The (Free)Ride is Over for Public Sector Unions

In the 30 years that I have worked I’ve been a member of a union almost 20 of them; a Teamster for 13 years and an Operator Engineer for nearly 6 and I’ve made a decent living throughout those years. I’ve earned it by working hard. I’ve always believed that workers deserved the right to collectively bargain for fair wages and benefits, knowingly, who provides those wages and benefits: The private corporation, with its bottom line revenue on the line while negotiating.

The problem with public sector unions is that members are paid by the taxpayer. There is no one at the bargaining table representing the “corporation”. When the average salary and benefits of public sector employees reaches the $100,000 level and those that are paying those salaries and benefits are only making $60,000, we are on an unsustainable course.

From The Heritage Foundation:

From 2001 to 2010, Wisconsin taxpayers paid more than $8 billion for state employee health care coverage, while state employees contributed only $398 million, less than 5% of the total costs. From 2000 to 2009, taxpayers paid $12.6 billion for public employee pensions, while the employees only contributed $55.4 million, less than 0.5% of the total cost.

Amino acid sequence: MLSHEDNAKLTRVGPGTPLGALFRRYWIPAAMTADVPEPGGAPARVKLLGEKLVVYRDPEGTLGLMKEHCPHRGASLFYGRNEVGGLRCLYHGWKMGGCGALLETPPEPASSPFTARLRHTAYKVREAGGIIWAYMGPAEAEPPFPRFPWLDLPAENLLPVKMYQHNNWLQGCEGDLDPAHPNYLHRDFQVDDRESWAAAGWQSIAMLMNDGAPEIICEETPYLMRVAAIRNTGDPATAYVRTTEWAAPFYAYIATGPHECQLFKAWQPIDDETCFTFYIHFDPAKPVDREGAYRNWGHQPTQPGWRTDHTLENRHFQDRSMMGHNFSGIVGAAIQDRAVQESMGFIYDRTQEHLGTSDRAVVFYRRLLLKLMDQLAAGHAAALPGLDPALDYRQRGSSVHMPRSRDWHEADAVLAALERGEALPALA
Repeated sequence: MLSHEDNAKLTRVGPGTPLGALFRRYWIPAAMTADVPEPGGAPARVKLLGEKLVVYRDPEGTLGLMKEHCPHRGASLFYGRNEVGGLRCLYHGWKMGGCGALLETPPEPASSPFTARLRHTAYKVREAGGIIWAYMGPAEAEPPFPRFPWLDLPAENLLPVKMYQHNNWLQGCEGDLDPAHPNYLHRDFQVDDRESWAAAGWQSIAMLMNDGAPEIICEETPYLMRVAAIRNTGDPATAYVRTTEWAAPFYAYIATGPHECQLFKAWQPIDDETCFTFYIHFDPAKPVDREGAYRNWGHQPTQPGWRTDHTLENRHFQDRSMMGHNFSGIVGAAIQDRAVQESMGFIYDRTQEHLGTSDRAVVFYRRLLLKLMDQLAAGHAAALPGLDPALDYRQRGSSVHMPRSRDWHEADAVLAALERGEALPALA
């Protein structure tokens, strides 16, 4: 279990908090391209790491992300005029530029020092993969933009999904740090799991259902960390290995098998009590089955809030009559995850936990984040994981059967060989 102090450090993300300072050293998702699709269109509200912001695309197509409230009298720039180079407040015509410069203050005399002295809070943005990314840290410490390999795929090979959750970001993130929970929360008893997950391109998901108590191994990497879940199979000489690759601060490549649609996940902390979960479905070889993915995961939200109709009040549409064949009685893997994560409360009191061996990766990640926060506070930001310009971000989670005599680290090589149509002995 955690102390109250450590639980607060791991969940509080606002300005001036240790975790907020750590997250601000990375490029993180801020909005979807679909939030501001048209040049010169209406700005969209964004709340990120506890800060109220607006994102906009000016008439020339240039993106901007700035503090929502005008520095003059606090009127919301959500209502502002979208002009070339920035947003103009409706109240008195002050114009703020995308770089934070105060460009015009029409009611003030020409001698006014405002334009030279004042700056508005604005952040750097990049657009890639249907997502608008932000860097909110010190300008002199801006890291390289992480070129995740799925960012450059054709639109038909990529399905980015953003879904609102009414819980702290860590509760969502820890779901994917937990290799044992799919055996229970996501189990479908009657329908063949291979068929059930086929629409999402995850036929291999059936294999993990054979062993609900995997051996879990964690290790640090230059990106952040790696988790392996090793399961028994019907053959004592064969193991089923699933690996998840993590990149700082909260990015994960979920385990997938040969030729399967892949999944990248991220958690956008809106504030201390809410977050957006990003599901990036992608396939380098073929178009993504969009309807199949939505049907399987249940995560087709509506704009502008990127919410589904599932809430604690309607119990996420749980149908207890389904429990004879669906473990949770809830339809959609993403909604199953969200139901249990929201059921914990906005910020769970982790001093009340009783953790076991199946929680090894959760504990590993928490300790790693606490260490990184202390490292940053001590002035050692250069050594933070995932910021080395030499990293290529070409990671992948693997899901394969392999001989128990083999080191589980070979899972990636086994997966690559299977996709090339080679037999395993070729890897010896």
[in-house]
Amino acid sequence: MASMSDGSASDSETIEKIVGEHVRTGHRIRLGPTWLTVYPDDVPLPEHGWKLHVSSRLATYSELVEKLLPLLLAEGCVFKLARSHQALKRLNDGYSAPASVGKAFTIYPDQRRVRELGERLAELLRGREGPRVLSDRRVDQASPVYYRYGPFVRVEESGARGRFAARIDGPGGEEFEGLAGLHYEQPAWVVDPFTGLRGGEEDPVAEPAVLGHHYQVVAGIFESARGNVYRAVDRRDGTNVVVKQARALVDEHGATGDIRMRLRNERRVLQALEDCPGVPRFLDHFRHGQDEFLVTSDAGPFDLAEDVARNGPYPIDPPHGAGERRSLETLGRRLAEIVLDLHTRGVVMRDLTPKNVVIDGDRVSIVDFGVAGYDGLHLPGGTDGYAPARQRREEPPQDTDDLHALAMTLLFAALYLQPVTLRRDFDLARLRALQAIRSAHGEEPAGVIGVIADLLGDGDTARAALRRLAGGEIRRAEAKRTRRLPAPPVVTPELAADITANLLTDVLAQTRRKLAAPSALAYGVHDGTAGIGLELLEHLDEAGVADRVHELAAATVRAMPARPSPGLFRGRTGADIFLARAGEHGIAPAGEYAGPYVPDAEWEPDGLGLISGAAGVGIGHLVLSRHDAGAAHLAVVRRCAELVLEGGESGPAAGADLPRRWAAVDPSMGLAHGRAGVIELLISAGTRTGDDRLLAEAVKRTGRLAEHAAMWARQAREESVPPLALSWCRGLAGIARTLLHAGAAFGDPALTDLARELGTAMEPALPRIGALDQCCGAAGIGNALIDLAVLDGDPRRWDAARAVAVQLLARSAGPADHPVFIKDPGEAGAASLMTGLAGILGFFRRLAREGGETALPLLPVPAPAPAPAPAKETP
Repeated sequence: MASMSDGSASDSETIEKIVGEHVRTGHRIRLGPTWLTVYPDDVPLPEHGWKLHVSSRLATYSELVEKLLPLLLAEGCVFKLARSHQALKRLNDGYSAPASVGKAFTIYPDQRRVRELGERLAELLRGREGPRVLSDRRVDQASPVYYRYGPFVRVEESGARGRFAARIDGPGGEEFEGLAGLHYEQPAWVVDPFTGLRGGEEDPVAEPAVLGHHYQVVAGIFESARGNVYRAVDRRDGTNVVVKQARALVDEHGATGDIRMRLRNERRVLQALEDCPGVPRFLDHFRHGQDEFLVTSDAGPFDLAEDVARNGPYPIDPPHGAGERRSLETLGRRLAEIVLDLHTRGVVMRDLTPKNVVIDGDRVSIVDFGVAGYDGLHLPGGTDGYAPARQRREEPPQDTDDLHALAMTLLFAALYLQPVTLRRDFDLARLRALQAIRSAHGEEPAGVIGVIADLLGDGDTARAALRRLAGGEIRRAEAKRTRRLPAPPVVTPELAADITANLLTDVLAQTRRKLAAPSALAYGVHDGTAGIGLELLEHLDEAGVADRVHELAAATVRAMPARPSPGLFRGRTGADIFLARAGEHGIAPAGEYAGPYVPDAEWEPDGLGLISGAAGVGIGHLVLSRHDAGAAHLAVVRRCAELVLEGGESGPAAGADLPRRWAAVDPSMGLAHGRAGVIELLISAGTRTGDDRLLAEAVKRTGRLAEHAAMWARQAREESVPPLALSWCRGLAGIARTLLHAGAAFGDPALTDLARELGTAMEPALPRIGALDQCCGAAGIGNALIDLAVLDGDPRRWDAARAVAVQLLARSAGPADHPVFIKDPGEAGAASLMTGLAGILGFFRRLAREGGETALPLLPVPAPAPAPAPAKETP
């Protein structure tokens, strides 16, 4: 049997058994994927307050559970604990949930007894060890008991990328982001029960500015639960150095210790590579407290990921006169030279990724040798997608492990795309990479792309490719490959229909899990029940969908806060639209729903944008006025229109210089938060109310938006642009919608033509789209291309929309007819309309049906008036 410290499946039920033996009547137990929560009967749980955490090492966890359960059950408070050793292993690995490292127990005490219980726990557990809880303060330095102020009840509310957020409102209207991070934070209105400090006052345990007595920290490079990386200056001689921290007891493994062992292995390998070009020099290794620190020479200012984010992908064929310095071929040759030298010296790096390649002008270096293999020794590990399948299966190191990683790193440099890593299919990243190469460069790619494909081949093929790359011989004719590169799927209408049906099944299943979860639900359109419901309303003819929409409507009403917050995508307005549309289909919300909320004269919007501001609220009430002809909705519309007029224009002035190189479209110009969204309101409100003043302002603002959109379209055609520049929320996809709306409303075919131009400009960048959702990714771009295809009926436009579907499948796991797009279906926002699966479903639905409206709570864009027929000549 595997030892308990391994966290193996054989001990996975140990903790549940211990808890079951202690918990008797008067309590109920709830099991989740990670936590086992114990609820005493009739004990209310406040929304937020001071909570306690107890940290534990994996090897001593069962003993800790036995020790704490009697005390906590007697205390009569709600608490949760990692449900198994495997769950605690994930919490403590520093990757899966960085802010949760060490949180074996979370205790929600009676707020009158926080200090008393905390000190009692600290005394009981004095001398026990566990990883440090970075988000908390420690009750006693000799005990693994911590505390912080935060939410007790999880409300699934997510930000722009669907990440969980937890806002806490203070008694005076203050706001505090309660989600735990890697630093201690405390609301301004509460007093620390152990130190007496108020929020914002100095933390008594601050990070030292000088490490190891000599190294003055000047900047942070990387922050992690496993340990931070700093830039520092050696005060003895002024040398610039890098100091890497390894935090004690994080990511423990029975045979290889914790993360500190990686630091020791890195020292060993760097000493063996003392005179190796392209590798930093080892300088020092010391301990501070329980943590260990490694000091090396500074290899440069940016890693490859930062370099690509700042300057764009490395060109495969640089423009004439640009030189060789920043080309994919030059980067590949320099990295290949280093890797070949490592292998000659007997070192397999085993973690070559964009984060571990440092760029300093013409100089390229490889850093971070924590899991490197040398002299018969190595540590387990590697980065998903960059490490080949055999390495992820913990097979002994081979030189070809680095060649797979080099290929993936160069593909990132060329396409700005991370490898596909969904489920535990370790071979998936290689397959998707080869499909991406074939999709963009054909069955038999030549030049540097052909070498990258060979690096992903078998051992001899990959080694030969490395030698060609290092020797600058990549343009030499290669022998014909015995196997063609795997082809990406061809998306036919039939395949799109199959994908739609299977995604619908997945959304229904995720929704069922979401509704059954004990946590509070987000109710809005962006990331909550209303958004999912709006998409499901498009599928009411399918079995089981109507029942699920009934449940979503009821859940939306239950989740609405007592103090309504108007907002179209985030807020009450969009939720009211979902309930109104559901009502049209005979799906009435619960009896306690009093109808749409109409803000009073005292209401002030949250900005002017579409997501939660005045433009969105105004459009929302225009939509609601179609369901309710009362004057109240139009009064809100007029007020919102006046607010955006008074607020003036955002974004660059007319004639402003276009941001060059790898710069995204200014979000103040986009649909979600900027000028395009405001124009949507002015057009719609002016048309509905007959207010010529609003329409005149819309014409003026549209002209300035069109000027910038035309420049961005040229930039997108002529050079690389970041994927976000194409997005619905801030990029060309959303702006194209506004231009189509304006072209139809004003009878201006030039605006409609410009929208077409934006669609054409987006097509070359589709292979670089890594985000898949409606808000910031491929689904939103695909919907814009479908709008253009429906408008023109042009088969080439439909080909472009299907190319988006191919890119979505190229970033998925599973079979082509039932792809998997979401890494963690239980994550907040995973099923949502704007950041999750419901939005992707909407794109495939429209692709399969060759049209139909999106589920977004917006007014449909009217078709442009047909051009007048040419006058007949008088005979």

These figures are astonishing, and can’t be sustained. It is the total recipe for failure in Federal, State, and Local governments fiscal policies. States such as Wisconsin and New Jersey are finding themselves in a fiscal bind because there isn’t enough money to continue to pay generous salaries, pensions, and healthcare benefits to state employees without substantial cuts, layoffs, and/or employee contributions to their own benefits….just like most of us in the private sector have to do. Most of us have made drastic sacrifices to deal with the recession and our country’s economic woes . Public employees haven’t had to experience this for the most part. They’ve enjoyed steady employment, generous salaries and benefits. This “entitlement” mentality is backfiring on public sector employees. What they don’t realize is that the people of Wisconsin and New Jersey, and several other states are tired of this. Look at what happened last November; and all the media attention that these rallies in Madison are drumming up is causing people to wake up to what’s going on in this country. The 40,000 or so people converging on the state Capitol in Madison do not represent the majority in this country.
As a union member myself, I refuse to stand in solidarity behind public sector employees and I believe that most of the rank and file of private sector unions feel the same way.
If I were in their shoes, I’d concede. The free ride is over.

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